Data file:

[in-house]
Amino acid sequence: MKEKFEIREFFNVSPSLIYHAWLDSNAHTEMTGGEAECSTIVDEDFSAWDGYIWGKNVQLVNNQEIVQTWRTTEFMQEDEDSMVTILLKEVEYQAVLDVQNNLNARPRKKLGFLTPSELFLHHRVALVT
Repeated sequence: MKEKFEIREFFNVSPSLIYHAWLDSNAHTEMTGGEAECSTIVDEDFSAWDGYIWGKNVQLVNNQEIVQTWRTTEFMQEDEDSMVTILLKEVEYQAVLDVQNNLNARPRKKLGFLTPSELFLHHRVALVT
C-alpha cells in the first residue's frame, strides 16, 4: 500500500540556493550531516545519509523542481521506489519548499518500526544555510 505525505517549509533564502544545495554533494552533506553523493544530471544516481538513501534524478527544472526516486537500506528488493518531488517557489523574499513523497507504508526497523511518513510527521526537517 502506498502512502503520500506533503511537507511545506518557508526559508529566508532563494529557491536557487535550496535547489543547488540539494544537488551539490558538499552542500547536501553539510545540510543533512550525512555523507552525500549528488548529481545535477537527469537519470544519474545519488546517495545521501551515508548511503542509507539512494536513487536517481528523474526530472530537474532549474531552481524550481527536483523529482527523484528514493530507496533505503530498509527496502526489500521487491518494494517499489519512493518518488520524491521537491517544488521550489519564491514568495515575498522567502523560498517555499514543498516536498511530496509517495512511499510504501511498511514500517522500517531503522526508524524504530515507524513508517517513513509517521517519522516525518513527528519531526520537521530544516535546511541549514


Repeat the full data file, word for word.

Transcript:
[in-house]
Amino acid sequence: MKEKFEIREFFNVSPSLIYHAWLDSNAHTEMTGGEAECSTIVDEDFSAWDGYIWGKNVQLVNNQEIVQTWRTTEFMQEDEDSMVTILLKEVEYQAVLDVQNNLNARPRKKLGFLTPSELFLHHRVALVT
Repeated sequence: MKEKFEIREFFNVSPSLIYHAWLDSNAHTEMTGGEAECSTIVDEDFSAWDGYIWGKNVQLVNNQEIVQTWRTTEFMQEDEDSMVTILLKEVEYQAVLDVQNNLNARPRKKLGFLTPSELFLHHRVALVT
C-alpha cells in the first residue's frame, strides 16, 4: 500500500540556493550531516545519509523542481521506489519548499518500526544555510 505525505517549509533564502544545495554533494552533506553523493544530471544516481538513501534524478527544472526516486537500506528488493518531488517557489523574499513523497507504508526497523511518513510527521526537517 502506498502512502503520500506533503511537507511545506518557508526559508529566508532563494529557491536557487535550496535547489543547488540539494544537488551539490558538499552542500547536501553539510545540510543533512550525512555523507552525500549528488548529481545535477537527469537519470544519474545519488546517495545521501551515508548511503542509507539512494536513487536517481528523474526530472530537474532549474531552481524550481527536483523529482527523484528514493530507496533505503530498509527496502526489500521487491518494494517499489519512493518518488520524491521537491517544488521550489519564491514568495515575498522567502523560498517555499514543498516536498511530496509517495512511499510504501511498511514500517522500517531503522526508524524504530515507524513508517517513513509517521517519522516525518513527528519531526520537521530544516535546511541549514